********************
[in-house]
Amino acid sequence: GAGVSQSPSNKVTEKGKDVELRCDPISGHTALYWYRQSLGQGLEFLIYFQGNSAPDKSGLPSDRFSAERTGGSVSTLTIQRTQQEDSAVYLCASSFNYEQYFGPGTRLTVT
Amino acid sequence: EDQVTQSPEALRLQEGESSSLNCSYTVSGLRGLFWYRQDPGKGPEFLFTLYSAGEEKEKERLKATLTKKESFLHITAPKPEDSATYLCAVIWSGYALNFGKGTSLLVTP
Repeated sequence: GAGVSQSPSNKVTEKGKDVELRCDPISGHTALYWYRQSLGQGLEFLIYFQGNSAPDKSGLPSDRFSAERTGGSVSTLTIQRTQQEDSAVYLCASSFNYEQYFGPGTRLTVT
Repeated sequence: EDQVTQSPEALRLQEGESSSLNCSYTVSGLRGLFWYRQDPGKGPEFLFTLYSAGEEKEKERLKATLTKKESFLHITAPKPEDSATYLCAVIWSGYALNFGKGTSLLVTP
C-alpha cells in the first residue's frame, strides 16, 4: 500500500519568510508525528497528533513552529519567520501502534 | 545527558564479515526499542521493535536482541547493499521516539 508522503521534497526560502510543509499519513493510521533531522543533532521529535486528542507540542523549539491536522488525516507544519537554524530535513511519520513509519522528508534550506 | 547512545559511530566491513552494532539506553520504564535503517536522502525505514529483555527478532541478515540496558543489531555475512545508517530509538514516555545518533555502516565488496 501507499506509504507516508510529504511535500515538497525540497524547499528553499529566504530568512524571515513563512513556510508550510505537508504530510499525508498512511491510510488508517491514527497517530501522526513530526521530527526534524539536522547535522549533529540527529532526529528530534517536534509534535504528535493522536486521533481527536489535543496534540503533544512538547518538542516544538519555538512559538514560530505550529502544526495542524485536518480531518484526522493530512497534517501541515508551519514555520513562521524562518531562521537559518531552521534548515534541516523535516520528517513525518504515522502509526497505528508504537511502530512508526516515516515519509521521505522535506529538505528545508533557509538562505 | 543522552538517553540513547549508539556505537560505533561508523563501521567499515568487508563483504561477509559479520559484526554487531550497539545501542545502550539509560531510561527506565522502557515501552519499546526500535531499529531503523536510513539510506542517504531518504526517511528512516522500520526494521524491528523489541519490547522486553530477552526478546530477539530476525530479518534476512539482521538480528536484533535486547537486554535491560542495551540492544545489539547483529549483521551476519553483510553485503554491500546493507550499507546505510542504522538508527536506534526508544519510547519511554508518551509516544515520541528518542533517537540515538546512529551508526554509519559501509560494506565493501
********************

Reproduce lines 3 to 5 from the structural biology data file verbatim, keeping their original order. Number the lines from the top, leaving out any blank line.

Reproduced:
Amino acid sequence: EDQVTQSPEALRLQEGESSSLNCSYTVSGLRGLFWYRQDPGKGPEFLFTLYSAGEEKEKERLKATLTKKESFLHITAPKPEDSATYLCAVIWSGYALNFGKGTSLLVTP
Repeated sequence: GAGVSQSPSNKVTEKGKDVELRCDPISGHTALYWYRQSLGQGLEFLIYFQGNSAPDKSGLPSDRFSAERTGGSVSTLTIQRTQQEDSAVYLCASSFNYEQYFGPGTRLTVT
Repeated sequence: EDQVTQSPEALRLQEGESSSLNCSYTVSGLRGLFWYRQDPGKGPEFLFTLYSAGEEKEKERLKATLTKKESFLHITAPKPEDSATYLCAVIWSGYALNFGKGTSLLVTP